Changing the Narrative
By Heidi Arndt
Getting non-insured patients engaged in your group practice
Research shows that dental benefits are an important driver for dental care use. Patients who have insurance benefits are twice as likely to visit a dentist compared to a person without benefits.
How many patients do you have visiting your group practice that do not have insurance? How are you addressing these patients?
When you start to look at your patient base, how do you view your non-insured patients? Oftentimes team members will write these patients off as they don’t believe they will be compliant or interested in comprehensive patient care. While research does support this assumption, I believe it is our role to change the narrative with these patients.
Ninety-Seven million patients in the United States do not have dental insurance. According to the ADA, only 40 percent of these patients visit a dentist every year. Why is this? Are we talking to these patients differently? Can these patients afford regular dental care? Do these patients value good oral health?
Here are three ways you can get these patients engaged in your group practice.
1.Educate all patients the same regardless of their insurance or benefits.
This may sound elementary, but all too often we’re having conversations and creating treatment plans based on the patient’s insurance coverage. While we want to be conscious of their benefits, we also need to understand the message we are giving our patients. When training our providers, we need to be sure we are focusing on comprehensive and preventive dentistry.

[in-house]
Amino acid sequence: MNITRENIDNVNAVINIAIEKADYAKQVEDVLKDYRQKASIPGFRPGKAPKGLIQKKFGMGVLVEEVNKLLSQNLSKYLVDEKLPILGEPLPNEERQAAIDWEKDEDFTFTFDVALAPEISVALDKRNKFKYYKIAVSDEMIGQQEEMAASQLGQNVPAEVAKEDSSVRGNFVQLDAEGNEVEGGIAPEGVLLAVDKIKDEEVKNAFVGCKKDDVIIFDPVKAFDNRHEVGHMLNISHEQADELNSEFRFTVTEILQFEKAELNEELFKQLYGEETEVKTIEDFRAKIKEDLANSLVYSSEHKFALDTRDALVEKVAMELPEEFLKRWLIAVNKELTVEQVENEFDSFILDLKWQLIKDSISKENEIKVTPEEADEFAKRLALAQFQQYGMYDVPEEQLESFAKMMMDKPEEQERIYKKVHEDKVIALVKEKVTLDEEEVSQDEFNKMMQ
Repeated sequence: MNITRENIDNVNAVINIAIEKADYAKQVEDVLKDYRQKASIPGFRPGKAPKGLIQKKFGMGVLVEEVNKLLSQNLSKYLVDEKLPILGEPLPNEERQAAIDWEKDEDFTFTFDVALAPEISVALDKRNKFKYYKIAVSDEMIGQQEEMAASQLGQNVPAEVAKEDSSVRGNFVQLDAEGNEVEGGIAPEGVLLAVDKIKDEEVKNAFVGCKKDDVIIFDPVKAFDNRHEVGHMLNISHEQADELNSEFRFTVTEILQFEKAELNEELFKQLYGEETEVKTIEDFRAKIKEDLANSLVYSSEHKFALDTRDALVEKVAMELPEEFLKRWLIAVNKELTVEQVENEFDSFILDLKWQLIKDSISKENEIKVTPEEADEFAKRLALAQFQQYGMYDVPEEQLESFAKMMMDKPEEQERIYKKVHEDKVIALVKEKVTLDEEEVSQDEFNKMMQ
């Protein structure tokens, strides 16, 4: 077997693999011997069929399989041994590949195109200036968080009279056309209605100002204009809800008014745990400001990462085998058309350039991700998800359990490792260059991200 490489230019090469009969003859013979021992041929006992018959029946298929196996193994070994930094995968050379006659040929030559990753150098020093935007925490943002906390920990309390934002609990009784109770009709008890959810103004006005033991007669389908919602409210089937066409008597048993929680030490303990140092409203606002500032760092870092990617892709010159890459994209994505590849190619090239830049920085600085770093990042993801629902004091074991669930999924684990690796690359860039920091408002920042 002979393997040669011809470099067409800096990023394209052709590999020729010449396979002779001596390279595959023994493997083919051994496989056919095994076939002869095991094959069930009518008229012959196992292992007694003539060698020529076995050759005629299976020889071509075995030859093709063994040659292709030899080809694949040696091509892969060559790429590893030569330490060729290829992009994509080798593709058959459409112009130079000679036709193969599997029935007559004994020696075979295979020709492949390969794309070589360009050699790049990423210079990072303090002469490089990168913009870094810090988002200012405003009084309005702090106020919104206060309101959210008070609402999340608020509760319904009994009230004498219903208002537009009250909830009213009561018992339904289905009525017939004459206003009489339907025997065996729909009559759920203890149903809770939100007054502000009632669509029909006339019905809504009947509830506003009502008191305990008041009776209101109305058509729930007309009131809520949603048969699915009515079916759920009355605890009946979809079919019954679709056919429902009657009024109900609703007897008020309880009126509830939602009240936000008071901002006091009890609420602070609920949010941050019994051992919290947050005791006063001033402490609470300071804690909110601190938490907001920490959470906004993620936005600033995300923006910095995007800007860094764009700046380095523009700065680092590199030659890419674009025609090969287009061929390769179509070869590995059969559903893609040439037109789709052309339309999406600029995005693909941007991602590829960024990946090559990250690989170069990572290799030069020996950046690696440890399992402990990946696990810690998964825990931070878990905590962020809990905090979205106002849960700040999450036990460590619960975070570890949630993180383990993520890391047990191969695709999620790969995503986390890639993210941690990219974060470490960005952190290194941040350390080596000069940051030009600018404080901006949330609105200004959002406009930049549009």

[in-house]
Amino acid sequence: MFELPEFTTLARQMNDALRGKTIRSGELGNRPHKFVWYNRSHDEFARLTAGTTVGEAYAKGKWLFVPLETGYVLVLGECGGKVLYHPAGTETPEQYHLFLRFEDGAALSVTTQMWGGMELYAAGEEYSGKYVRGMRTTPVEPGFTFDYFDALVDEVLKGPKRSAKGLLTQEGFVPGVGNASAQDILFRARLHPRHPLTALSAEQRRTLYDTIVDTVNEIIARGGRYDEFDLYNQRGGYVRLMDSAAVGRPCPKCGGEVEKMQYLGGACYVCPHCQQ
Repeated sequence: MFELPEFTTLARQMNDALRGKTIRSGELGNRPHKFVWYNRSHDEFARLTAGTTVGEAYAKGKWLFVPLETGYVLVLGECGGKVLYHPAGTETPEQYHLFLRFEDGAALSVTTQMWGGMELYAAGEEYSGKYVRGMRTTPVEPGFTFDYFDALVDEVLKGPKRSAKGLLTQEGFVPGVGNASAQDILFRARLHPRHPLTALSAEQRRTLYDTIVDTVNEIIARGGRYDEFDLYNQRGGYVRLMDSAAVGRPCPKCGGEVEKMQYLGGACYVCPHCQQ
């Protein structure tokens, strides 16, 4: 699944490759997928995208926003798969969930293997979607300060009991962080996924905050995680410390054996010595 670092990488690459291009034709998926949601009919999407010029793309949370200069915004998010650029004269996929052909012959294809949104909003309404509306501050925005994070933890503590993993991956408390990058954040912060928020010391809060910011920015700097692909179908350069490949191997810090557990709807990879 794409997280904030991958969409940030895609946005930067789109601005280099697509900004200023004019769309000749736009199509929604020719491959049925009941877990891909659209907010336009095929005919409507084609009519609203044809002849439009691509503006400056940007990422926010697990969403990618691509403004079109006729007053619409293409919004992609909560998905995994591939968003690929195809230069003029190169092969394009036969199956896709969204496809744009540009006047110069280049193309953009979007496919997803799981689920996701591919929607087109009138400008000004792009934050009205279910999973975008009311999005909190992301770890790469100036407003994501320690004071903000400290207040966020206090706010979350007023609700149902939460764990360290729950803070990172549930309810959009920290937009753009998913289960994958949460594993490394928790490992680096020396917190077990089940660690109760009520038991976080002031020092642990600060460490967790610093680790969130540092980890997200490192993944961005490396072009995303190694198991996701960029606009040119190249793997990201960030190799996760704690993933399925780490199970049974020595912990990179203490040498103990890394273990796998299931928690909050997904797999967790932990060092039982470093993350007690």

2.Cost is the number one reason people stay away from the dentist.
While our providers need to focus on presenting treatment, we need to be ensured the administrative staff understands all of the options for offering affordable dental care to patients, and that they are comfortable doing so. No matter how the patient is paying, I believe it is best to always take the approach when discussing fees with the patient.
Show the UCR fee for the procedure.
Subtract out the discounted fee (negotiated PPO fee or Membership Plan fee)
Equals the amount due to the patient.
By using this process, you can demonstrate the savings they receive from their dental insurance or their membership plan. If we are only showing the patient the discounted fee, they cannot see what true savings they are receiving from their plan.
Transparency in fees is important. This transparency will support the patient appreciating the value of the care they are receiving, and the benefits provided by their insurance or membership plan.
3.Membership plans are the future.
Ninety-seven million patients don’t have dental insurance, and this creates a perfect opportunity for the dental practice to build a strong relationship with the patient by offering a membership.
Unlike insurance, membership plans encourage plan utilization rather than placing restrictions on plan usage.
No Waiting Periods
Most membership plans offer a discounted fee for dental care, and other perks that will keep the patient engaged in your practice.
There are many different membership plans available today, and most can be tailored to your dental group. While there are many options available for membership support, it’s important to pick a partner who will support you with the marketing, customer service and the education you need to be successful.